12. Power everything up and we’re done

At this point, we just need to make sure that everything is connected, powered on, and all timers are set – if you are using growing lights, make sure they are on and that their timers are set and appear to be active.  At this point, your hydroponics system is up and running – all that you need to do is keep an eye on your plants and maintain the system and it should work its magic with your tomatoes.

Within a month, you should see your FIRST tomatoes and typically, in 2 months it’ll be harvest time – Hydroponic tomatoes are much faster than soil-bound ones, so your first harvest is really going to be exciting!

Before we close this section, we’ll give you some quick tips on monitoring your tomatoes and making sure that everything is running like clockwork. 

Monitoring and maintenance 

Now that the hard part is out of the way, you can enjoy yourself a little but the job is not completely done – we’re in that final ‘patient monitoring’ phase that comes with any kind of hydroponic gardening. Here are some quick tips to keep in mind as you grow your hydroponic tomatoes:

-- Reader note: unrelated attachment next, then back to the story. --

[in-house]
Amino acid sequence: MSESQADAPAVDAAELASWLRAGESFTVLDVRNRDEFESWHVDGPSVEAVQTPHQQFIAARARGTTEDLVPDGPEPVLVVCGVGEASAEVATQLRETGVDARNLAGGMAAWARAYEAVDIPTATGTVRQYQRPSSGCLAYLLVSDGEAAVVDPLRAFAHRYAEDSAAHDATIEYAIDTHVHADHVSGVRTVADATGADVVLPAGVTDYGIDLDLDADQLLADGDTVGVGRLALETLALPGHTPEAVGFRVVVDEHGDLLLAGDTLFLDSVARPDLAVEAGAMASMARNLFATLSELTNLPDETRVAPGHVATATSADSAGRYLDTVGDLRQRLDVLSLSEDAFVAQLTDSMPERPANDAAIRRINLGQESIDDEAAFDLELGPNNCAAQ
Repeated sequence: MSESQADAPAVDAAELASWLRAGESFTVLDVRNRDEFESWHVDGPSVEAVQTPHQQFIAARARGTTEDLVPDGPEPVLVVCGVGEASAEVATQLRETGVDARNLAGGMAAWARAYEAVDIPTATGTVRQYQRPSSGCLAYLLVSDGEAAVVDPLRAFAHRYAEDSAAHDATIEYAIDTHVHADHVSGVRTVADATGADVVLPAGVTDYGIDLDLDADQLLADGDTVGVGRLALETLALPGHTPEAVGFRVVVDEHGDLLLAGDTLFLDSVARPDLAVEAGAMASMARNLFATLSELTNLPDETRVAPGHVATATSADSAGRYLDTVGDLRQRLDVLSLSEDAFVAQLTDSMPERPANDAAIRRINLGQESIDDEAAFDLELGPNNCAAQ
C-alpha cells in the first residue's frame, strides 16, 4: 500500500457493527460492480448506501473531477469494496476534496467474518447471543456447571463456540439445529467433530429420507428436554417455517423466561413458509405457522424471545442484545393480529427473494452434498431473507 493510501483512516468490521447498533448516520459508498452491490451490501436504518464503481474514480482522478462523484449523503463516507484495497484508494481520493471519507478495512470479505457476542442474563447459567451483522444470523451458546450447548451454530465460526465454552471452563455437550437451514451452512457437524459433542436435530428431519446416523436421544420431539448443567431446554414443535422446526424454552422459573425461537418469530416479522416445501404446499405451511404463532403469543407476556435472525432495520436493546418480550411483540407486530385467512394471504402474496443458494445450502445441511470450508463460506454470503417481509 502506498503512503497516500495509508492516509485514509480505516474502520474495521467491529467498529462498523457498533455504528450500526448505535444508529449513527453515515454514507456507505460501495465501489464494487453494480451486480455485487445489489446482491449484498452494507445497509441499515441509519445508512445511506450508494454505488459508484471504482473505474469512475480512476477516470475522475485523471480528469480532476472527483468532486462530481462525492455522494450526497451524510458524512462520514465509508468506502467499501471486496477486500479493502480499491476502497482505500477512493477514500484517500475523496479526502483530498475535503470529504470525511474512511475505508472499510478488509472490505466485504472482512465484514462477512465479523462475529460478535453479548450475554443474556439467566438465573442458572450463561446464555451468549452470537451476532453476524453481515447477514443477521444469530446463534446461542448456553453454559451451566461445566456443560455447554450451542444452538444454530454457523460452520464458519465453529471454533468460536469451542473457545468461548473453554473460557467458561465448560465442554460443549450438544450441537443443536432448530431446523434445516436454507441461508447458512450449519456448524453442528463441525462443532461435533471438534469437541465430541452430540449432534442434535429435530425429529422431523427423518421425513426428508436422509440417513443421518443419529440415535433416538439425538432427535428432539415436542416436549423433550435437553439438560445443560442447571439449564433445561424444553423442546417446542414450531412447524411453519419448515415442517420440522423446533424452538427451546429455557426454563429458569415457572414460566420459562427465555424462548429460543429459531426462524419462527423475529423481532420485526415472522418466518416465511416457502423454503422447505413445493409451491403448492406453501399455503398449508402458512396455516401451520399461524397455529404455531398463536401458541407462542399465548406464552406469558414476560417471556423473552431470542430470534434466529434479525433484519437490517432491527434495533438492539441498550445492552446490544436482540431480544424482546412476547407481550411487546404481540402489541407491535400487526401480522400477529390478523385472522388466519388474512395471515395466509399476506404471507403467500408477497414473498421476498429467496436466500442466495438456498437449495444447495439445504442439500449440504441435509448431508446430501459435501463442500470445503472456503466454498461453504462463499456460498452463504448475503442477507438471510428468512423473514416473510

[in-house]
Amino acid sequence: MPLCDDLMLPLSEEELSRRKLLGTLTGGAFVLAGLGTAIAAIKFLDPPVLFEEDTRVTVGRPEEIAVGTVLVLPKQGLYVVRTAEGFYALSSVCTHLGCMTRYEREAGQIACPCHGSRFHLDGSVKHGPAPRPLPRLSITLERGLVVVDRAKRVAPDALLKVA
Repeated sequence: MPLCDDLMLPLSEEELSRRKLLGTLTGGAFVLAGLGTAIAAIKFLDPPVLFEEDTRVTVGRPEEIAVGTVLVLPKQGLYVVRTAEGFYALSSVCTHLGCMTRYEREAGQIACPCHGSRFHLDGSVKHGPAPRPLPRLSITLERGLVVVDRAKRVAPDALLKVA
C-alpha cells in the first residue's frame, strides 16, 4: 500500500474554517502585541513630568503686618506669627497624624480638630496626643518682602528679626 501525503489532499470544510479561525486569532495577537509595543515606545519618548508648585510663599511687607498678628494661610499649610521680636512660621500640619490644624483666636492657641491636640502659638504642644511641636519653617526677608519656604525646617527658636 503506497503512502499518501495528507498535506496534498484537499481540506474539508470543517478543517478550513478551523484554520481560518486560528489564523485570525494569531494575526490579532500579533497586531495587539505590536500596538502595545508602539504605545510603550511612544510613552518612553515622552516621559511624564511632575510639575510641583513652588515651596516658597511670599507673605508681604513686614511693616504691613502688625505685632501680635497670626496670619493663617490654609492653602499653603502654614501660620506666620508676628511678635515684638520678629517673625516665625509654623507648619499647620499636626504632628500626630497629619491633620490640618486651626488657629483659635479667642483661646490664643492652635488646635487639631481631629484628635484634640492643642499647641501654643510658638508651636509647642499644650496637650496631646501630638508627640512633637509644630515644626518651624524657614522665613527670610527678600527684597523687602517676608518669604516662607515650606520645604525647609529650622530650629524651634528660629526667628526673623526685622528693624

Keep an eye out for algae – usually keeping your reservoir out of light will do the lion’s share of the work, but if you see it then you want to deal with it fast before it starts clogging up the works. Cleaning the reservoir with a hydrogen peroxide solution (3 ml of a 3% Hydrogen peroxide per gallon of solution should clean it) – you can see a good article on the subject at General Hydroponics here

Check your EC and pH every 3 days for best results.

Trellis those tomatoes as soon as they’re big enough, tying them in place (loose zip ties are gold for this!) and pruning them as-needed. With taller varieties you can snip the main stem at a point just above 2 buds to encourage sideways growth rather than vertical to keep within your size limits.

Nip off suckers as they show up – they’ll drain resources if you don’t and trimming them early lets your plants divert that extra energy into growing fat tomatoes for you!

Look over your tying framework again as soon as they blossom – those fruits need to be supported or you’re going to curse when that extra weight causes problems. Reinforce them as soon as they blossom and you’ll avoid headaches.

You still have to watch for diseases, just a little less. Keep an eye out for telltale discolorations and a quick Google will tell you how to deal with them before they can become a bigger issue.